January 6 La Befana. The Christian season of Epiphany celebrating the visit of the Wise Men to the infant Jesus lasts into February: in Italy it is known as "Befana".
Outline script. She is old, wears tattered clothes, is called la Befana and is a kind of good fairy or witch.
Many Italian children believe she visits their homes on the 12th night after the birth of Jesus. If they have been good, she will leave presents of toys or sweets. If they have been naughty, all she leaves is a lump of coal or a heap of dust. So before they go to bed, they hang up a stocking, hoping that next morning they will find more than coal dust.
Tradition tells us that this house-proud woman was sweeping her house when the Wise Men went past, taking their gifts to the infant Jesus. Too busy to pay them any attention, she said she would see them on their return. As they went home another way, she never saw them again. Ever since, she has been trying to make up for this by giving people presents herself.
Often, a grown-up will dress up and pretend to be La Befana. When Italian children see this person they call out, "Ecco la Befana!" ("Here comes la Befana!"). Her name comes from the word "Epiphany" which in turn comes from a Greek word meaning appearance or showing (of the infant Jesus to gentiles or non-Jews).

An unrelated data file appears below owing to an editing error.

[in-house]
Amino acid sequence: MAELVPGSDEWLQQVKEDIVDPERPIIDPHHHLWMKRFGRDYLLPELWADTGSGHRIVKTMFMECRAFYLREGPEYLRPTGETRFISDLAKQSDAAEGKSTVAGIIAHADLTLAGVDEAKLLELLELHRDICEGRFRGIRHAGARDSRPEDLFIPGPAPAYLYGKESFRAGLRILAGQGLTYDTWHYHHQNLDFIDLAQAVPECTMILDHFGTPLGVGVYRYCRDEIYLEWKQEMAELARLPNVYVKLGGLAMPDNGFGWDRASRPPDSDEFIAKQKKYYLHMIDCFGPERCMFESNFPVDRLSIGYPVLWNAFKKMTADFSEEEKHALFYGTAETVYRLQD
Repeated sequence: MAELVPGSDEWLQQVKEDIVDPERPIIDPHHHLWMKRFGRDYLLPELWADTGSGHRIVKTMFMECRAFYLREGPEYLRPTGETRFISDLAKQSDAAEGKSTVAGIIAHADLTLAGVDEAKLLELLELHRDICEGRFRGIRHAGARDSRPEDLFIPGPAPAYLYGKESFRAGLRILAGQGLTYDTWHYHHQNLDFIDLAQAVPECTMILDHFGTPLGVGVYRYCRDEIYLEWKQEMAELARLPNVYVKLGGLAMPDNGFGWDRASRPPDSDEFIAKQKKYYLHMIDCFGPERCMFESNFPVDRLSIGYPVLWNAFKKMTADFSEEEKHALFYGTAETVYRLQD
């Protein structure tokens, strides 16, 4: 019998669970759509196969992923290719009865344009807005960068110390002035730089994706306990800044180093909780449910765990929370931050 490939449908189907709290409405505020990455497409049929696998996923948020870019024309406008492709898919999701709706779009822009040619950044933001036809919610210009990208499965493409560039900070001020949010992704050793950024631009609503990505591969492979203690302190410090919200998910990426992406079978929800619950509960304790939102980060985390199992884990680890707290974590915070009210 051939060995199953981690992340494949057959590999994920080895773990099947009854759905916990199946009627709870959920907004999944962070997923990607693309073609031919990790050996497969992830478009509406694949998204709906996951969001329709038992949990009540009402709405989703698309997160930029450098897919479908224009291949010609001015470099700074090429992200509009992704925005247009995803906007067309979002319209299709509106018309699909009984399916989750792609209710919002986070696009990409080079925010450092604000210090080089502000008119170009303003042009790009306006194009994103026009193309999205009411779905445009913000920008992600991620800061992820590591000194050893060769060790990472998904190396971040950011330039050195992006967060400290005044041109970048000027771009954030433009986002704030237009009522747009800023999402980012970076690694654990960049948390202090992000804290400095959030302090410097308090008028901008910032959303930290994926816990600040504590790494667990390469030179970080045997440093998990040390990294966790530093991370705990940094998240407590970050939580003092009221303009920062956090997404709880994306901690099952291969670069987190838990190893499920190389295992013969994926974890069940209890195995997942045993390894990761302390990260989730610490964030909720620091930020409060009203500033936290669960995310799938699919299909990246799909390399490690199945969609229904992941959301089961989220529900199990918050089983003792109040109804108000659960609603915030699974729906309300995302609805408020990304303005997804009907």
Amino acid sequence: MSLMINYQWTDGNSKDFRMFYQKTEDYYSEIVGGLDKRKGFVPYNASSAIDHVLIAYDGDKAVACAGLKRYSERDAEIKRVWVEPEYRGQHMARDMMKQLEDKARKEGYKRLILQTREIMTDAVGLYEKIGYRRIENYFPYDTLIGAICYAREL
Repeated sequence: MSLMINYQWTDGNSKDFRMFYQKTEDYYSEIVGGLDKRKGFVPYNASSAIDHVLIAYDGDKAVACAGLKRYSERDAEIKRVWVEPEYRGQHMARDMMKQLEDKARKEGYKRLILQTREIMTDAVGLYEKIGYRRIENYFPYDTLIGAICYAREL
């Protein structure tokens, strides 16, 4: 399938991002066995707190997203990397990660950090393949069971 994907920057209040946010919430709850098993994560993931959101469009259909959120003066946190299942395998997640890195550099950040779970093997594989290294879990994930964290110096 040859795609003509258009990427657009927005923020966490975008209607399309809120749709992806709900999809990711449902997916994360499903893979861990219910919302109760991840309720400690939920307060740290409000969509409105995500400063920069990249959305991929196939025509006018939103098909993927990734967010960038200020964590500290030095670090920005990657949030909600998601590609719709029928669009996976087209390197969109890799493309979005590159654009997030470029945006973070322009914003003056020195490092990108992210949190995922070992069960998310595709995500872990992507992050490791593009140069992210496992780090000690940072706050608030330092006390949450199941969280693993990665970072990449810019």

In Russia, a similar legend is told about an old woman called Baboushka who lived all alone in a forest. The Wise Men visited her on Christmas Eve, also asking her to travel with them to find the new-born king.
She promised to follow the next day but, by then, did not know which way to go. Since then, so the story goes, she too has journeyed through the countryside every Christmas giving presents to children, rather like a "Mother Christmas".
The story of the visit of the Wise Men is told in Matthew's Gospel, chapter 2.
Discuss when Christmas ends. Reference books differ as to the date of Twelfth Night, depending on whether they count Christmas Day or Boxing Day as the first day. Christians used to observe Christmas for 40 days (until February 2).
There is a detailed analysis of the Befana legend at: www.floria-publications.comitalylife_and_customsla_befana.htmlnbsp;and a child-friendly retelling is at: www.zuzu.orgitaly.html